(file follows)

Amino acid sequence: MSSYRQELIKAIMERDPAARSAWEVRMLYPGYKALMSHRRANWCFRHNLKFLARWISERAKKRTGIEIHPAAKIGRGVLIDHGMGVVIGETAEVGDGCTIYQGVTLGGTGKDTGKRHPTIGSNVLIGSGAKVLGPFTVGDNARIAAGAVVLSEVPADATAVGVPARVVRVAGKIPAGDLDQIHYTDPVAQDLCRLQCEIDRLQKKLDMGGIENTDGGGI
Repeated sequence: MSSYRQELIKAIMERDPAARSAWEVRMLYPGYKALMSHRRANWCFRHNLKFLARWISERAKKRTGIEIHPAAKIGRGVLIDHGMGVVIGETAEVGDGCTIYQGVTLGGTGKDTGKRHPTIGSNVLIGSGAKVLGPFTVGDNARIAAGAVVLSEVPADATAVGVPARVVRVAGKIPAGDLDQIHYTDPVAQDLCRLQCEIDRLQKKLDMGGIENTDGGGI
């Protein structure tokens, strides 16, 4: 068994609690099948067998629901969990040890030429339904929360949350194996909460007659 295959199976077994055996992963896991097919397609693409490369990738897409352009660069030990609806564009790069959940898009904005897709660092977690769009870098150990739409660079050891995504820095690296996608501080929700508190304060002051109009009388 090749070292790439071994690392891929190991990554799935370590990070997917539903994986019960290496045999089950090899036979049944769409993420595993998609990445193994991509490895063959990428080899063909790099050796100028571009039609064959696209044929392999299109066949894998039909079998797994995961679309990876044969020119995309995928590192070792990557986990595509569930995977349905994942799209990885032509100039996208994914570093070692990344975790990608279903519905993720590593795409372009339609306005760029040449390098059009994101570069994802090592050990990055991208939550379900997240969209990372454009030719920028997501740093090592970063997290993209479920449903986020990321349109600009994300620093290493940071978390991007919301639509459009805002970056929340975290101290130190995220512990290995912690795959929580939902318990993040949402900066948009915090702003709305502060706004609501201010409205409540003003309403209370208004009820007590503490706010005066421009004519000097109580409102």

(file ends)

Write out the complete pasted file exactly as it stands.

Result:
Amino acid sequence: MSSYRQELIKAIMERDPAARSAWEVRMLYPGYKALMSHRRANWCFRHNLKFLARWISERAKKRTGIEIHPAAKIGRGVLIDHGMGVVIGETAEVGDGCTIYQGVTLGGTGKDTGKRHPTIGSNVLIGSGAKVLGPFTVGDNARIAAGAVVLSEVPADATAVGVPARVVRVAGKIPAGDLDQIHYTDPVAQDLCRLQCEIDRLQKKLDMGGIENTDGGGI
Repeated sequence: MSSYRQELIKAIMERDPAARSAWEVRMLYPGYKALMSHRRANWCFRHNLKFLARWISERAKKRTGIEIHPAAKIGRGVLIDHGMGVVIGETAEVGDGCTIYQGVTLGGTGKDTGKRHPTIGSNVLIGSGAKVLGPFTVGDNARIAAGAVVLSEVPADATAVGVPARVVRVAGKIPAGDLDQIHYTDPVAQDLCRLQCEIDRLQKKLDMGGIENTDGGGI
């Protein structure tokens, strides 16, 4: 068994609690099948067998629901969990040890030429339904929360949350194996909460007659 295959199976077994055996992963896991097919397609693409490369990738897409352009660069030990609806564009790069959940898009904005897709660092977690769009870098150990739409660079050891995504820095690296996608501080929700508190304060002051109009009388 090749070292790439071994690392891929190991990554799935370590990070997917539903994986019960290496045999089950090899036979049944769409993420595993998609990445193994991509490895063959990428080899063909790099050796100028571009039609064959696209044929392999299109066949894998039909079998797994995961679309990876044969020119995309995928590192070792990557986990595509569930995977349905994942799209990885032509100039996208994914570093070692990344975790990608279903519905993720590593795409372009339609306005760029040449390098059009994101570069994802090592050990990055991208939550379900997240969209990372454009030719920028997501740093090592970063997290993209479920449903986020990321349109600009994300620093290493940071978390991007919301639509459009805002970056929340975290101290130190995220512990290995912690795959929580939902318990993040949402900066948009915090702003709305502060706004609501201010409205409540003003309403209370208004009820007590503490706010005066421009004519000097109580409102």